• alibsiid

        cant uunsi?

      • alibsiid


  • mcatlett

    Sound advice – a lot of folks forget to go back to basics when they start moonlighting or start up their companies. Just because you have worked with your new clients for years, as most do when they first set out, doesn’t mean that you can go without protecting yourself or clarifying expectations.

  • Karen Smith

    Thank you for sharing. Very good insight, Vinay, and much appreciated.

  • growthguided

    Well done Vinay. I think this is a great reminder for a lot of people. The vitals of contract as easily over-looked when we are in the panic and excitement of the deal.

    Thank you for the reminder

  • Smarty Brain

    very true with the software industry….. just because you can change things easily doesn’t mean you keep changing it….. A human brain is never satisfied so it’s good to have a contract. Great tips :).

  • Al Coxe

    One must distinguish as to whether you are consulting or coaching.

  • Todd Anthony

    This is hugely helpful. I just copy/pasted many of these things right into our terms. Thanks Vinay!

  • mxs

    One of the most helpful articles I read on here. Thank you very much

  • guest

    This is an incredible article. I literally, just last week, dealt with this very issue but was lucky to have had the contractor tell me to send over an SOW at the beginning of the project (which I rarely do, as I freelance on the side of a full-time job). This is the SOW I found and edited per my needs: Also, I highly recommend to anybody to add the above in as well, because after reading, there are things that aren’t addressed. This seriously saved my butt with a client that became increasingly demanding and hard to work with that was sending me round after round of edits and was abusing our professional relationship. My only other advice is to stay on top of this and trust your instincts – when your boundaries are being pushed, reread your SOW and restate your rights and what they’ve signed to. You have to reinforce it, and when you do, it will change a sour situation into a decently pleasant one for the remainder of what needs to get done because they’re bound to the contract and you’ve stood your ground.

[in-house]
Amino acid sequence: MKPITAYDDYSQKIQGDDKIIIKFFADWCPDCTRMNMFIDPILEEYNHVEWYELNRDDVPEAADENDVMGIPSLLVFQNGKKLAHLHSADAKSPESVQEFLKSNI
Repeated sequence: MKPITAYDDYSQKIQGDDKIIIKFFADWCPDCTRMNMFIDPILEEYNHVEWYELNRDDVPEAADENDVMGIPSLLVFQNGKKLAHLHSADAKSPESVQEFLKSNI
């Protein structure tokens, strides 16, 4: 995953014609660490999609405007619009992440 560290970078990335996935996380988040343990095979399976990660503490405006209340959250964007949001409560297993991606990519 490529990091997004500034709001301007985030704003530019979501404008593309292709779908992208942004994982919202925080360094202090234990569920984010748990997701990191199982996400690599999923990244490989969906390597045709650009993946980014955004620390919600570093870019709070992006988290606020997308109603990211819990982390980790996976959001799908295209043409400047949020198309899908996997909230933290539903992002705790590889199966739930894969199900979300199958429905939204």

• r00ster

    You are a legend Vinay. I can relate to every one of the issues mentioned above. I am altering my terms ASAP.

  • Denis Marsili

    Very good article!!! AWESOME REALLY! THANKS! I’ll review my contract template with these tips!

  • darkwingdave

    There’s an awesome video with Mike Monteiro called “F*** You, Pay Me.”, that discusses this in detail and explains the benefit and often necessity of having a lawyer available for client management. I have a friend that just had to cut loose a Client From Hell that she didn’t have a contract for and has now sworn never again. Thanks for the great article Vinay!

  • Stacie

    Great article. I’ve already shared it with a few friends.

  • Mustafa Kulle

    Thank you for this great article.

  • Tanya Marie


  • Roi Agneta